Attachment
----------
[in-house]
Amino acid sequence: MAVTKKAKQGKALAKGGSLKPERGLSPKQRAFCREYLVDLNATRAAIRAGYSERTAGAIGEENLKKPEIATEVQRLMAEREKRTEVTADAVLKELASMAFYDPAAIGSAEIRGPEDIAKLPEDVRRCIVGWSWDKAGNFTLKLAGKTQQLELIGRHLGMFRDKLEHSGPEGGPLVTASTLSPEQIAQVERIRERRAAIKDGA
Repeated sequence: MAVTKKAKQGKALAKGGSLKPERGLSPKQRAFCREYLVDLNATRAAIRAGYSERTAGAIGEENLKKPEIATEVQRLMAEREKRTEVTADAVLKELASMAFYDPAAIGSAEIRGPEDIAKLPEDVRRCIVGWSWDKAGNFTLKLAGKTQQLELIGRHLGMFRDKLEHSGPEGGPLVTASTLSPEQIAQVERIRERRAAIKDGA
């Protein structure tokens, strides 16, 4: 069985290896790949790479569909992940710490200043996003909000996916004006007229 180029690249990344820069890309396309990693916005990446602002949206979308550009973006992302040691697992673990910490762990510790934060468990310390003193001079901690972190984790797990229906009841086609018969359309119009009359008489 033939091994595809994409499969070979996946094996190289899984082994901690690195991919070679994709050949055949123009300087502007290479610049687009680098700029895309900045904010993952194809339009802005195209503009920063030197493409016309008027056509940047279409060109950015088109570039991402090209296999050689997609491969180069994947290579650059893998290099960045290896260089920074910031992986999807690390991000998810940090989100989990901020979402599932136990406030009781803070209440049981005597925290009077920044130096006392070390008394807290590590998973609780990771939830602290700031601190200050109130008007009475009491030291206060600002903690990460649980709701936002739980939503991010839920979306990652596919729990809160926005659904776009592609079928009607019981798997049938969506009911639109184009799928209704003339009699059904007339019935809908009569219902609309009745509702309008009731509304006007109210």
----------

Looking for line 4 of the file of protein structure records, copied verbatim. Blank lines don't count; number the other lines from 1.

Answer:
């Protein structure tokens, strides 16, 4: 069985290896790949790479569909992940710490200043996003909000996916004006007229 180029690249990344820069890309396309990693916005990446602002949206979308550009973006992302040691697992673990910490762990510790934060468990310390003193001079901690972190984790797990229906009841086609018969359309119009009359008489 033939091994595809994409499969070979996946094996190289899984082994901690690195991919070679994709050949055949123009300087502007290479610049687009680098700029895309900045904010993952194809339009802005195209503009920063030197493409016309008027056509940047279409060109950015088109570039991402090209296999050689997609491969180069994947290579650059893998290099960045290896260089920074910031992986999807690390991000998810940090989100989990901020979402599932136990406030009781803070209440049981005597925290009077920044130096006392070390008394807290590590998973609780990771939830602290700031601190200050109130008007009475009491030291206060600002903690990460649980709701936002739980939503991010839920979306990652596919729990809160926005659904776009592609079928009607019981798997049938969506009911639109184009799928209704003339009699059904007339019935809908009569219902609309009745509702309008009731509304006007109210």